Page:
Study of Altered Mitochondrial Connections Could Offer Insight About CMT2A Severity

Study of Altered Mitochondrial Connections Could Offer Insight About CMT2A Severity

Mutations in the MFN2 gene are associated with altered connections between mitochondria and another cellular structure called endoplasmic reticulum (ER). These correlate with Charcot–Marie–Tooth disease type 2A (CMT2A) severity, as suggested by a study in patient-derived cells.

The study, “MFN2 mutations in Charcot–Marie–Tooth disease alter mitochondria-associated ER membrane function but do not impair bioenergetics,” was published in the journal Human Molecular Genetics.

Although nearly 100 mutations in the MFN2 gene have been associated with the disease, the relationship between genetic variants and clinical manifestations is yet to be established.

The MFN2 protein promotes fusion of mitochondria, the cell’s power plants, while also being involved in the binding of mitochondria to the ER — a key step in protein production and transport — at the mitochondria-associated ER membrane (MAM). This membrane regulates the production of the main lipid (fat) components of myelin, the protective layer of nerve fibers.

Studies of nervous tissue and cells called fibroblasts from CMT2A patients with mutations in MFN2 revealed altered mitochondrial morphology, including swelling, degeneration, and changes in their distribution in nerve fibers, or axons. However, the findings in fibroblasts were contradictory, as to whether MFN2 protein levels, mitochondrial function and their DNA content were altered.

Work in motor neurons — specialized cells that control muscle contraction — derived from a patient with CMT2A showed some of the disease-related features, although mitochondrial morphology was unchanged and several phenotypes (observable symptoms) were relatively mild.

The impact of MFN2 mutations in the communication between mitochondria and the ER and in disease progression remain unknown. To evaluate changes in MAM function, the research team from Italy, the U.K and the U.S. used fibroblasts from three patients carrying different mutations in MFN2 — R364W, M376V and W740S — and with clinical phenotypes ranging from mild to severe.

The results first showed that the mutations were heterozygous, which means they occurred in only one of the two gene copies. Levels of MFN2 were not different comparing the three patients to controls, although the average steady-state levels of MFN2 messenger RNA (generated from DNA in protein production) were two-fold higher in the patients.

Mitochondrial imaging revealed similar length, perimeter and area of mitochondria in patients and controls. However, patients 1 (more severely affected, 32 years of age, woman) and 3 (mild severity, 43 years, also a woman) showed a greater distance between the ER and mitochondria, while increased length of the mitochondria-ER contact was found in patient 1 only.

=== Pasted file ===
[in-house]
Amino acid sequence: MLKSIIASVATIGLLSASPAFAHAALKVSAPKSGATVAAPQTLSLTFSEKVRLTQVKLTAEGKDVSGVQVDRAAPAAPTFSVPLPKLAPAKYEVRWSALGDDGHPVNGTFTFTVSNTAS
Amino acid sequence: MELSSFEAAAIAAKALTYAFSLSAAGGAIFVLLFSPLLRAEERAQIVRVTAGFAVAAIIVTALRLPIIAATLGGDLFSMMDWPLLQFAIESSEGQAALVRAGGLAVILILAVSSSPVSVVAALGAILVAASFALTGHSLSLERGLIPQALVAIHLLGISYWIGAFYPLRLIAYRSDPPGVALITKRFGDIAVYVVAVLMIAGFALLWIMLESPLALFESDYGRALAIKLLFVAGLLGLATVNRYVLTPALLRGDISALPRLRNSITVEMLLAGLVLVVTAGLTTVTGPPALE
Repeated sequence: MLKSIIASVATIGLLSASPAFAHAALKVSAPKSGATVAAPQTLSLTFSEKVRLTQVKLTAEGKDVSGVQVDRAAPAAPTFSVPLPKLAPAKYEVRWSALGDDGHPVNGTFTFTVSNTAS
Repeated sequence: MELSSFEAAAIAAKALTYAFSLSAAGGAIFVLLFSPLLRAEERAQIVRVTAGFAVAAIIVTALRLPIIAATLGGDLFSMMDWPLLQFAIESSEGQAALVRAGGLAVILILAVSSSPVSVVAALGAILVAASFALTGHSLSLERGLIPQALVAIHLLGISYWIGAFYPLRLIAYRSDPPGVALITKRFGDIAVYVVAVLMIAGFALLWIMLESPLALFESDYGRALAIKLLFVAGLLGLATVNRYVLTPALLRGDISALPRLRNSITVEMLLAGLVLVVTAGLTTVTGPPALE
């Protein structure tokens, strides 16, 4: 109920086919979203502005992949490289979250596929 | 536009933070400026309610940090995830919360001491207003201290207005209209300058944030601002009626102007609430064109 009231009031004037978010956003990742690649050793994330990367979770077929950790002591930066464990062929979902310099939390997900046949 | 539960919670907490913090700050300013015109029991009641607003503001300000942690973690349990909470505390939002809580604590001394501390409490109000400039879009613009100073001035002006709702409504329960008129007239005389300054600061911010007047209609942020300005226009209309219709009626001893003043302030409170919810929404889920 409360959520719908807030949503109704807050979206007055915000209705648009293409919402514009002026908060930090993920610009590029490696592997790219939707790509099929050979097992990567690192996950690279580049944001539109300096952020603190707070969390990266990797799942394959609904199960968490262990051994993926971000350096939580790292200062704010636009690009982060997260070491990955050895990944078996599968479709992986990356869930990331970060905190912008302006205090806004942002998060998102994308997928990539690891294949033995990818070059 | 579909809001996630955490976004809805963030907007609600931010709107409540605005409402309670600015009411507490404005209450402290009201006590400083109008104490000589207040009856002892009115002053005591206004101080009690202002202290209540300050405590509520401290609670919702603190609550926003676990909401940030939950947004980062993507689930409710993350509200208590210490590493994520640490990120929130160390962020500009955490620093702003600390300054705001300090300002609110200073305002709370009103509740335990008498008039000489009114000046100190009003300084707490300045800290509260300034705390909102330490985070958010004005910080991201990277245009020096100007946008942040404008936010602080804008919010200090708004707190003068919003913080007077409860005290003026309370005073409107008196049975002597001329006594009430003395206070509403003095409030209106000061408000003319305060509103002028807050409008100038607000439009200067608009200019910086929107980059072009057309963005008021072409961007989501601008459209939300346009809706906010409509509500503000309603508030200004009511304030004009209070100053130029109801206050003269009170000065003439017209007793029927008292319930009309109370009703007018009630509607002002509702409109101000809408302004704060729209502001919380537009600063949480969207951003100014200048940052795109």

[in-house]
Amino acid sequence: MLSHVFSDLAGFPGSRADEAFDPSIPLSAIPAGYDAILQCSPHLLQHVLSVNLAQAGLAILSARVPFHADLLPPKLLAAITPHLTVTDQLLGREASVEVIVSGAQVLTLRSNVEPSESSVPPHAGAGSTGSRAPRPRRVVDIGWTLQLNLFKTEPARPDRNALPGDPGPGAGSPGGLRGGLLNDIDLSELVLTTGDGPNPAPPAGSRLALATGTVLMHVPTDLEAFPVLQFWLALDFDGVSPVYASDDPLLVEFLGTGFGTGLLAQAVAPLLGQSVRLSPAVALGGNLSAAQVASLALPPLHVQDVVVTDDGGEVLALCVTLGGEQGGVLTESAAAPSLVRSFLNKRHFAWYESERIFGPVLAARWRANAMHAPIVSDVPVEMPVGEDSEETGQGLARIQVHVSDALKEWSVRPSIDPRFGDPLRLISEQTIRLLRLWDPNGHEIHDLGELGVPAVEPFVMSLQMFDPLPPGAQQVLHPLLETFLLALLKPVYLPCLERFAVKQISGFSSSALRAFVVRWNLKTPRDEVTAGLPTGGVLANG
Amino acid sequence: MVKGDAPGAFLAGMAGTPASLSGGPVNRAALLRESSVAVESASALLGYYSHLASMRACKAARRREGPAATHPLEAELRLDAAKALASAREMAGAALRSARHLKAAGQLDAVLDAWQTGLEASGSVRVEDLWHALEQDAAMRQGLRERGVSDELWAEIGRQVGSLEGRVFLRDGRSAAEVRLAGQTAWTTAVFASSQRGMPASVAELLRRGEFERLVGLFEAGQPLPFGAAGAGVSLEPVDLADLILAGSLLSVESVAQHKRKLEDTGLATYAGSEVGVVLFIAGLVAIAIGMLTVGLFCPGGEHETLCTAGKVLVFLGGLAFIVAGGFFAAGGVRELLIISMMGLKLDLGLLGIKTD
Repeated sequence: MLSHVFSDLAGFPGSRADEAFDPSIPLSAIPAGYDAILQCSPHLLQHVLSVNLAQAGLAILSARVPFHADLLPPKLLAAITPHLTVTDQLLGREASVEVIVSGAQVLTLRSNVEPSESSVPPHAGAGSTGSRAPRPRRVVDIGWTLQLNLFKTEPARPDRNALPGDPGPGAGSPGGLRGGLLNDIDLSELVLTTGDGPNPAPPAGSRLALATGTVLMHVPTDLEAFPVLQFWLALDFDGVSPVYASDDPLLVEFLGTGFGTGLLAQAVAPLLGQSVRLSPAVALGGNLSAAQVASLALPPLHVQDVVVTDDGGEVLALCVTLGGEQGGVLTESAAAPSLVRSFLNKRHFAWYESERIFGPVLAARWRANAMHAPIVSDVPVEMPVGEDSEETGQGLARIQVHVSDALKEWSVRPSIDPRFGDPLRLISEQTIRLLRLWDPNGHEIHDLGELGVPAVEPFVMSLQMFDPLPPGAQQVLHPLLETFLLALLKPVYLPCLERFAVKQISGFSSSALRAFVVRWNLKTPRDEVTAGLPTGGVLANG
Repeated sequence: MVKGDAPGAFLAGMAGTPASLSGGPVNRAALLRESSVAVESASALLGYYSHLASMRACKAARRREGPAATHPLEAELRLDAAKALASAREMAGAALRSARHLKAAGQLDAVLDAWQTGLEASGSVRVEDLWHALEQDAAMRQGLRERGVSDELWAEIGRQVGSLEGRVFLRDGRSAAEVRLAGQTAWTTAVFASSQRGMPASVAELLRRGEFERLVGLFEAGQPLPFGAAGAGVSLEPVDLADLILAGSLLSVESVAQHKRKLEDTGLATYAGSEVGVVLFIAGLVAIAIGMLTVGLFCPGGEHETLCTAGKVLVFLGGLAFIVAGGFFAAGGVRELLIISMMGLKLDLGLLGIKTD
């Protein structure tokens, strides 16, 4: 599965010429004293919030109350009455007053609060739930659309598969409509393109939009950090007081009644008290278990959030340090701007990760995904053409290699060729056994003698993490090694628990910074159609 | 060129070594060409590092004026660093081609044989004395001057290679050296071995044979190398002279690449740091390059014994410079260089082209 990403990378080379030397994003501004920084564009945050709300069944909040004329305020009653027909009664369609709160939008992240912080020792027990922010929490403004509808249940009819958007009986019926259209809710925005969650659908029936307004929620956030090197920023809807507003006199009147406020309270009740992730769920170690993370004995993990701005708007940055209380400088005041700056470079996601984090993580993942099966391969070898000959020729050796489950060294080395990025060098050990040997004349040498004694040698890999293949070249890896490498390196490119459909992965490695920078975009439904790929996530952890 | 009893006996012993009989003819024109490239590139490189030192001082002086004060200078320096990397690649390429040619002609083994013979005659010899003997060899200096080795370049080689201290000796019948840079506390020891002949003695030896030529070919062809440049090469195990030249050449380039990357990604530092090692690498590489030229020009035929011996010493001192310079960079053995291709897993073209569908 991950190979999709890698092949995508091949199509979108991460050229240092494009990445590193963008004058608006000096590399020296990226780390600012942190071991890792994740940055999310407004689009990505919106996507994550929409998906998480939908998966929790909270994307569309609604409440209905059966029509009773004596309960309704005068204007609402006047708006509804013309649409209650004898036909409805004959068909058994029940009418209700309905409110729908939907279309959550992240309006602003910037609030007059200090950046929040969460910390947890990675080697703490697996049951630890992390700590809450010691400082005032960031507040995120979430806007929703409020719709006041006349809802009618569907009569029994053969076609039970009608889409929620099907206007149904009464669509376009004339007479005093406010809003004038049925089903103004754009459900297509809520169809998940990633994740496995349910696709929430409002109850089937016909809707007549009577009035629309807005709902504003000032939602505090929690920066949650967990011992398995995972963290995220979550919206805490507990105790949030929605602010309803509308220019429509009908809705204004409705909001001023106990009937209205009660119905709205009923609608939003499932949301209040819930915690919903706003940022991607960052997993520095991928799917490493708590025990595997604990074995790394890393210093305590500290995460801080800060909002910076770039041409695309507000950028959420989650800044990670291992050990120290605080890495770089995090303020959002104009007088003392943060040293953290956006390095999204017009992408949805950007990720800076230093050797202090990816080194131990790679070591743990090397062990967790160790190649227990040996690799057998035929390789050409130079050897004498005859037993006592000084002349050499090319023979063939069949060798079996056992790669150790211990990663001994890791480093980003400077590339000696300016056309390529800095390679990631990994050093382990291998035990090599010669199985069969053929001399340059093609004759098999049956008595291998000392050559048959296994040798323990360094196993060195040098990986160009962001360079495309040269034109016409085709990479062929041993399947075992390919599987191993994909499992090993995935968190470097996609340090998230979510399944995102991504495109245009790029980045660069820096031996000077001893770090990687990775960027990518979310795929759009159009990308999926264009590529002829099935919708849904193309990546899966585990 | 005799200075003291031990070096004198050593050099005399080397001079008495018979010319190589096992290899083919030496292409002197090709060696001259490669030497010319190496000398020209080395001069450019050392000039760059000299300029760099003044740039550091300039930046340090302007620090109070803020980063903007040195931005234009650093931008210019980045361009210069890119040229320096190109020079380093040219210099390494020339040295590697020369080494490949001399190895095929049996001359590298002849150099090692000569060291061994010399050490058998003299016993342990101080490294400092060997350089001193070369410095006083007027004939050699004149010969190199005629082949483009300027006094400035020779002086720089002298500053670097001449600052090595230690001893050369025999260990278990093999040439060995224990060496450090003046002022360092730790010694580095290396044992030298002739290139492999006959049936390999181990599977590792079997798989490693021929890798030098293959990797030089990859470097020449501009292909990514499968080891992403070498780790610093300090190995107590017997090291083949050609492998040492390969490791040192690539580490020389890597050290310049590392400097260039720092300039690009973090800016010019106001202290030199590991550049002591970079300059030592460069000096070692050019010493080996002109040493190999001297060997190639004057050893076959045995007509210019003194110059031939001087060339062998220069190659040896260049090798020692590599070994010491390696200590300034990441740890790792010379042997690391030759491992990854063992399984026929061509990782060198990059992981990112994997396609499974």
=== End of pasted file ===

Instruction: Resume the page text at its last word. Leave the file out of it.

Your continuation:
All three patients demonstrated a higher number of contacts greater than a predefined width of 40 nanometers. This was consistent with the greater mitochondria-ER distances, the team commented.

Then, the investigators found that conversion of cholesterol into cholesteryl esters (CEs) — mediated by the ACAT1 enzyme in the MAM — was increased in fibroblasts from patient one, which also demonstrated greater accumulation of lipid droplets. In turn, patients 2 (moderate impairment, 60 years, man) and 3 showed a clear trend toward increased lipid droplets, as well as reduced synthesis of phospholipids, a major component of cell membranes.

Upon depletion of intracellular stores, calcium entry into the cells was significantly increased in patients 1 and 2, but not in patient 3, while baseline calcium levels were unchanged. This suggests only moderate disruptions of MFN2-mediated calcium equilibrium in CMT2A, the researchers said.

Subsequent experiments evaluated whether MFN2 mutations in fibroblasts affected their bioenergetics, or the ability to produce energy. Of note, while phospholipid synthesis and bioenergetics are mainly mitochondrial functions, CE synthesis and lipid droplets formation are mainly ER functions.

Overall, no differences in bioenergetics were found, although the oxygen consumption rate was slightly increased in patients 2 and 3 under baseline conditions.

“Taken together, our findings could have implications for the treatment of this disorder and might even provide a conceptual basis underlying the pathogenesis of both axonal and demyelinating forms of the disease,” the scientists wrote.

José is a science news writer with a PhD in Neuroscience from Universidade of Porto, in Portugal. He has also studied Biochemistry at Universidade do Porto and was a postdoctoral associate at Weill Cornell Medicine, in New York, and at The University of Western Ontario in London, Ontario, Canada. His work has ranged from the association of central cardiovascular and pain control to the neurobiological basis of hypertension, and the molecular pathways driving Alzheimer’s disease.
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José is a science news writer with a PhD in Neuroscience from Universidade of Porto, in Portugal. He has also studied Biochemistry at Universidade do Porto and was a postdoctoral associate at Weill Cornell Medicine, in New York, and at The University of Western Ontario in London, Ontario, Canada. His work has ranged from the association of central cardiovascular and pain control to the neurobiological basis of hypertension, and the molecular pathways driving Alzheimer’s disease.
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